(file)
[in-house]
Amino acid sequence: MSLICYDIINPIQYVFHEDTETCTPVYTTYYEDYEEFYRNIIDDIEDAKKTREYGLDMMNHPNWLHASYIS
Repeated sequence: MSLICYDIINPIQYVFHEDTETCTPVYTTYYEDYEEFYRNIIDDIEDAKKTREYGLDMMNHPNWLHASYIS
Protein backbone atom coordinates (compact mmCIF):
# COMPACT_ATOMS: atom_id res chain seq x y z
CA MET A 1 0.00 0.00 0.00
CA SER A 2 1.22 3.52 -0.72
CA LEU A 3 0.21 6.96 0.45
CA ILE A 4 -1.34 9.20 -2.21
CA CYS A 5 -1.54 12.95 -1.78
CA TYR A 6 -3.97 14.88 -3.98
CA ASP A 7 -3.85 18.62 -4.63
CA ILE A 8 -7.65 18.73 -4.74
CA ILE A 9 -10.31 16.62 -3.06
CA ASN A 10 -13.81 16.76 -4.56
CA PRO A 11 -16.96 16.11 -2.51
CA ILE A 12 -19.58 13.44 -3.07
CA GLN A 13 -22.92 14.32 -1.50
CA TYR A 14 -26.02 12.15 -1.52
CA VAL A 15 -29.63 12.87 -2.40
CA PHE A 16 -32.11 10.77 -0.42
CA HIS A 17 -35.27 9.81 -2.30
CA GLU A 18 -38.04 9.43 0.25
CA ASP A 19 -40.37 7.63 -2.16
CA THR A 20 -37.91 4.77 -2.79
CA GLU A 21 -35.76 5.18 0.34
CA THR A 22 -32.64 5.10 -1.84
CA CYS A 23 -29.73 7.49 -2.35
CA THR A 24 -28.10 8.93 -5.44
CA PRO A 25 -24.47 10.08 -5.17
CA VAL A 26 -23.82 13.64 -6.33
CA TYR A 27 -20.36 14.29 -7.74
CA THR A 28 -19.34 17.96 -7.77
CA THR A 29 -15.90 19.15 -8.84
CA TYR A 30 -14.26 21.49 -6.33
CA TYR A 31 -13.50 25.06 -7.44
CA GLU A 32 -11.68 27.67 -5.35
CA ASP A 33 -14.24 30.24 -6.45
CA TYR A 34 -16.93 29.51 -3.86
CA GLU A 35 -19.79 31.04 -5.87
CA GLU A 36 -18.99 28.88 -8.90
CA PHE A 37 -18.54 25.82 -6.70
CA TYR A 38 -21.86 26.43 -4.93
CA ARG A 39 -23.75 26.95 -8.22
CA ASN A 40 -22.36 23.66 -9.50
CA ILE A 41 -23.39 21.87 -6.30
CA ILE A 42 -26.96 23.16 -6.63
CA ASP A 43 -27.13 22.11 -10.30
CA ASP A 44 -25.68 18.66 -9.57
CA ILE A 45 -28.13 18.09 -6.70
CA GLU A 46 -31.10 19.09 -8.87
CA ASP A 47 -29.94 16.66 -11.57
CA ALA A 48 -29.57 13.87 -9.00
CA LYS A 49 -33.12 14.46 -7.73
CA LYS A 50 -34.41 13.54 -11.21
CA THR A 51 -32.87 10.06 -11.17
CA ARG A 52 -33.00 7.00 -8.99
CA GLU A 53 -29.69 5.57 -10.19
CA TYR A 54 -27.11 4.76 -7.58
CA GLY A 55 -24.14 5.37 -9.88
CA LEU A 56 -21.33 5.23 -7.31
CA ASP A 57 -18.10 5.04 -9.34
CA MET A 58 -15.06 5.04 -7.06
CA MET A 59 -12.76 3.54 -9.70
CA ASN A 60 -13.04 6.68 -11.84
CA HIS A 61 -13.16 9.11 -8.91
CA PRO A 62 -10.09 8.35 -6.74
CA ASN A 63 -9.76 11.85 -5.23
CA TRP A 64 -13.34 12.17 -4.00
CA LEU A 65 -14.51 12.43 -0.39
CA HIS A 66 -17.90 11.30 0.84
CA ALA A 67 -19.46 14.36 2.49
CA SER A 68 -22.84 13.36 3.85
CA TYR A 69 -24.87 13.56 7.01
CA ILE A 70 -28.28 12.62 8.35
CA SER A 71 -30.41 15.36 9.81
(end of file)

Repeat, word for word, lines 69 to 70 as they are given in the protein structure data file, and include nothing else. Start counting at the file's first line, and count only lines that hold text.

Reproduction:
CA TRP A 64 -13.34 12.17 -4.00
CA LEU A 65 -14.51 12.43 -0.39